Researchers of a new study have now pinpointed the specific gene responsible for Cape honey bees’ unique capability for “virgin births.”
Although this sexless reproductive trait has been known for over a hundred years, it was only through modern genetic tools that researchers were able to discover the responsible gene.
The Cape honey bee is a subspecies of the western honey bee often found along the southern coast of South Africa.
After a 30-year-long search, researchers were able to find the gene, named GB45239, on the bee’s 11th chromosome. The study’s breakthroughs were detailed in the journal Current Biology.
“Scientists have been looking for this gene for the last 30 years. Now that we know it’s on chromosome 11, we have solved a mystery,” the study’s co-author Benjamin Oldroyd, professor of behavioral genetics at the University of Sydney in Australia, said in a news release.
Researchers said the discovery of this particular gene could propel new insights into the evolution of diverse reproductive strategies among animals.
“Sex is a weird way to reproduce and yet it is the most common form of reproduction for animals and plants on the planet,” Oldroyd said. “It’s a major biological mystery why there is so much sex going on and it doesn’t make evolutionary sense. Asexuality is a much more efficient way to reproduce, and every now and then we see a species revert to it.”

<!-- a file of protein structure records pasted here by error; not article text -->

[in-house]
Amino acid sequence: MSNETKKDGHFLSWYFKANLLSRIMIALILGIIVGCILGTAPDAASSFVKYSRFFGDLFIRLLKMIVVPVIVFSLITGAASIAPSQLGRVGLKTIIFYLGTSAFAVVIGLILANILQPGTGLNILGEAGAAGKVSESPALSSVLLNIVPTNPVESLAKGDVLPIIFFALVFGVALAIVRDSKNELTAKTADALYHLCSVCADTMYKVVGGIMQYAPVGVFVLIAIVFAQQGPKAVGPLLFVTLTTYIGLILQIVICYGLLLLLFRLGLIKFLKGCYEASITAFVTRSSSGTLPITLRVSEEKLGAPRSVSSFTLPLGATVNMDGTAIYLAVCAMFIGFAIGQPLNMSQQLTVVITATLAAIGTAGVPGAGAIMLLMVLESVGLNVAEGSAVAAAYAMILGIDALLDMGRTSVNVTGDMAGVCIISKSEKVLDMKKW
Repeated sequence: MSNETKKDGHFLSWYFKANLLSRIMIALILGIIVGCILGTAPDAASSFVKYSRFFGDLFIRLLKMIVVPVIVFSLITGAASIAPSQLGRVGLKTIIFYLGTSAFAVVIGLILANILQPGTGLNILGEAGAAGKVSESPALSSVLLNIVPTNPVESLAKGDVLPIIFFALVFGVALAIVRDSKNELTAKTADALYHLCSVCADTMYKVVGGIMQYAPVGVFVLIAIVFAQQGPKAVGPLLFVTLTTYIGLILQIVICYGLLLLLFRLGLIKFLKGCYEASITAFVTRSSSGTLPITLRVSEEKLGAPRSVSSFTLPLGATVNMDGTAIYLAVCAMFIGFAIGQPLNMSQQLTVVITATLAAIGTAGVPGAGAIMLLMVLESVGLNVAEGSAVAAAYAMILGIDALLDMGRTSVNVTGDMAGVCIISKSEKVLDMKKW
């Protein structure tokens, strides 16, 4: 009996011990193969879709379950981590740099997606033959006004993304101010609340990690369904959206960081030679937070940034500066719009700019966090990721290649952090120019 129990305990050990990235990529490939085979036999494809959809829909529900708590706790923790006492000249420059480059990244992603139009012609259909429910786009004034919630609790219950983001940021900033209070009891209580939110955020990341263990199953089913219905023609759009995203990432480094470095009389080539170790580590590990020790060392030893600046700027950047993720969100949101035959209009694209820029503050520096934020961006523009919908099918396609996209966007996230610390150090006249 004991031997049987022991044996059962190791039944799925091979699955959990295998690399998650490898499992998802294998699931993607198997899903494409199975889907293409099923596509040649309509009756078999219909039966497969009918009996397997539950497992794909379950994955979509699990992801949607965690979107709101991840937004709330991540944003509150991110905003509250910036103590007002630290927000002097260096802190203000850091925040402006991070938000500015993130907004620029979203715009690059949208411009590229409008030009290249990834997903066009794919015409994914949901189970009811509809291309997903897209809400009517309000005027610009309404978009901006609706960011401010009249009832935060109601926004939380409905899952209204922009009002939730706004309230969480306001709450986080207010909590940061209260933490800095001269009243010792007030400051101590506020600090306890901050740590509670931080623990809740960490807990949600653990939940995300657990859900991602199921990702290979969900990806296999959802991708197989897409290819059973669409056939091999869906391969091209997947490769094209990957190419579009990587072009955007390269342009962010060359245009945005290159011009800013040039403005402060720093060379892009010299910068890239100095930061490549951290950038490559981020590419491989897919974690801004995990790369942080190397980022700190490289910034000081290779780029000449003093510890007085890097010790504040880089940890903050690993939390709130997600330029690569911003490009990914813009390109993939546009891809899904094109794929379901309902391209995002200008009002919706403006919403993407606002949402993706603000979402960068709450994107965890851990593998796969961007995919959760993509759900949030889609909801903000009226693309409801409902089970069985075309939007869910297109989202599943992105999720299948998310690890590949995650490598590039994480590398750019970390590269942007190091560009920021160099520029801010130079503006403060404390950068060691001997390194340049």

The presence of the GB45239 gene enables Cape honey bee workers to lay eggs that produce only females. The ability to asexually birth daughters is known as “thelytokous parthenogenesis.”
In such a society where asexual reproduction dominates, males aren’t necessarily needed. However, having female workers capable of essentially producing duplicates of themselves can cause problems.
“Cape workers can become genetically reincarnated as a female queen and that prospect changes everything,” Oldroyd said. “Instead of being a cooperative society, Cape honey bee colonies are riven with conflict because any worker can be genetically reincarnated as the next queen. When a colony loses its queen the workers fight and compete to be the mother of the next queen.”
If scientists can ever find a way to turn on and off the GB45239 gene, the method could be used to combat a variety of asexually reproducing pest species.
“If we could control a switch that allows animals to reproduce asexually, that would have important applications in agriculture, biotechnology and many other fields,” Oldroyd said.
Ethen Kim Lieser is a Tech Editor who has held posts at Google, The Korea Herald, Lincoln Journal Star, AsianWeek and Arirang TV.